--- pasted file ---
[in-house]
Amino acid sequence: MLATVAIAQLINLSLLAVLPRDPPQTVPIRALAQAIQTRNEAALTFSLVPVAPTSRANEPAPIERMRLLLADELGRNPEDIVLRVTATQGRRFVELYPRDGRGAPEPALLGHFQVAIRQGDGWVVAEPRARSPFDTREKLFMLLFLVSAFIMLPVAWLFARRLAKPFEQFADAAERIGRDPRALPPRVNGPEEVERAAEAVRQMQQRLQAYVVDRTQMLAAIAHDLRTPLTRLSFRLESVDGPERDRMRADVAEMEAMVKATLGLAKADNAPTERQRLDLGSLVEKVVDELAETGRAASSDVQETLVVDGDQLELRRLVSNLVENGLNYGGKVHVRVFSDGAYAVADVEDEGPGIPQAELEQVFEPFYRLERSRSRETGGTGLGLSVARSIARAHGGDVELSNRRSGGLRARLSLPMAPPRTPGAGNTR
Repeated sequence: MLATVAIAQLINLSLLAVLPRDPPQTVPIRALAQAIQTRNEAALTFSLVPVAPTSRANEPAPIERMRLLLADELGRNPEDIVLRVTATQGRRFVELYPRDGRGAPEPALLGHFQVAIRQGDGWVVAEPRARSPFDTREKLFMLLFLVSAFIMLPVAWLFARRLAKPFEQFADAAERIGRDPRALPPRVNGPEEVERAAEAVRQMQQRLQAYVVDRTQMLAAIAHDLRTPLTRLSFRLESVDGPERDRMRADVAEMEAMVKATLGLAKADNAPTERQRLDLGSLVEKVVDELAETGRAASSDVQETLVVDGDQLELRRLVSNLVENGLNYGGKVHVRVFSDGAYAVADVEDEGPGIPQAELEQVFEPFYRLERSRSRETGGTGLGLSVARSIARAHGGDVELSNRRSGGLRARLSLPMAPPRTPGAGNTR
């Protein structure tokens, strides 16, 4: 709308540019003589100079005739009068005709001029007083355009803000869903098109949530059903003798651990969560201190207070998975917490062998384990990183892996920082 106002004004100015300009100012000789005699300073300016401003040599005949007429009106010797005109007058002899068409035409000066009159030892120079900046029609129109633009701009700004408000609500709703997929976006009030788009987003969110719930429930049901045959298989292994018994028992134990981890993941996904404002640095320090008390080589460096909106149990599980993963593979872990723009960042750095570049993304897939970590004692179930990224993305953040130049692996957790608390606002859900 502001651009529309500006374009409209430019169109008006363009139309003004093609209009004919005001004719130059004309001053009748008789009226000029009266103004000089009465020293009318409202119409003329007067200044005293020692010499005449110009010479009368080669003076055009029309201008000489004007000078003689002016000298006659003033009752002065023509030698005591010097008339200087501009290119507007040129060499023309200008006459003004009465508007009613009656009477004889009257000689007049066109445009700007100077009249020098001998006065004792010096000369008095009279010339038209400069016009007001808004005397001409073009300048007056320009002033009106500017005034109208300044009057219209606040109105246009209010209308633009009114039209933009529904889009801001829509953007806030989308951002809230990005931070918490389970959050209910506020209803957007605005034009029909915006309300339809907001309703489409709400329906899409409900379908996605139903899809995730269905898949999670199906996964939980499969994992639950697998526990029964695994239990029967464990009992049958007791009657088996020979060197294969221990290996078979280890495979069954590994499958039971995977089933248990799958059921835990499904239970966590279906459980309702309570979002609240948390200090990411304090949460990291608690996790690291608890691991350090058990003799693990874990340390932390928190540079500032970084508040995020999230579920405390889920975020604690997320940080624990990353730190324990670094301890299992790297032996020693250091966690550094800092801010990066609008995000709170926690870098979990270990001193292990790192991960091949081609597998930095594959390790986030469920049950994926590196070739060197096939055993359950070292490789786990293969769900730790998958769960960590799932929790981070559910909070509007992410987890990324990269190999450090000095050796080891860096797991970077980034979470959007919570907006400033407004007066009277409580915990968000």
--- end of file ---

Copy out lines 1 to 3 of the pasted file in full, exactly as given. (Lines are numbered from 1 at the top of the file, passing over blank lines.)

[in-house]
Amino acid sequence: MLATVAIAQLINLSLLAVLPRDPPQTVPIRALAQAIQTRNEAALTFSLVPVAPTSRANEPAPIERMRLLLADELGRNPEDIVLRVTATQGRRFVELYPRDGRGAPEPALLGHFQVAIRQGDGWVVAEPRARSPFDTREKLFMLLFLVSAFIMLPVAWLFARRLAKPFEQFADAAERIGRDPRALPPRVNGPEEVERAAEAVRQMQQRLQAYVVDRTQMLAAIAHDLRTPLTRLSFRLESVDGPERDRMRADVAEMEAMVKATLGLAKADNAPTERQRLDLGSLVEKVVDELAETGRAASSDVQETLVVDGDQLELRRLVSNLVENGLNYGGKVHVRVFSDGAYAVADVEDEGPGIPQAELEQVFEPFYRLERSRSRETGGTGLGLSVARSIARAHGGDVELSNRRSGGLRARLSLPMAPPRTPGAGNTR
Repeated sequence: MLATVAIAQLINLSLLAVLPRDPPQTVPIRALAQAIQTRNEAALTFSLVPVAPTSRANEPAPIERMRLLLADELGRNPEDIVLRVTATQGRRFVELYPRDGRGAPEPALLGHFQVAIRQGDGWVVAEPRARSPFDTREKLFMLLFLVSAFIMLPVAWLFARRLAKPFEQFADAAERIGRDPRALPPRVNGPEEVERAAEAVRQMQQRLQAYVVDRTQMLAAIAHDLRTPLTRLSFRLESVDGPERDRMRADVAEMEAMVKATLGLAKADNAPTERQRLDLGSLVEKVVDELAETGRAASSDVQETLVVDGDQLELRRLVSNLVENGLNYGGKVHVRVFSDGAYAVADVEDEGPGIPQAELEQVFEPFYRLERSRSRETGGTGLGLSVARSIARAHGGDVELSNRRSGGLRARLSLPMAPPRTPGAGNTR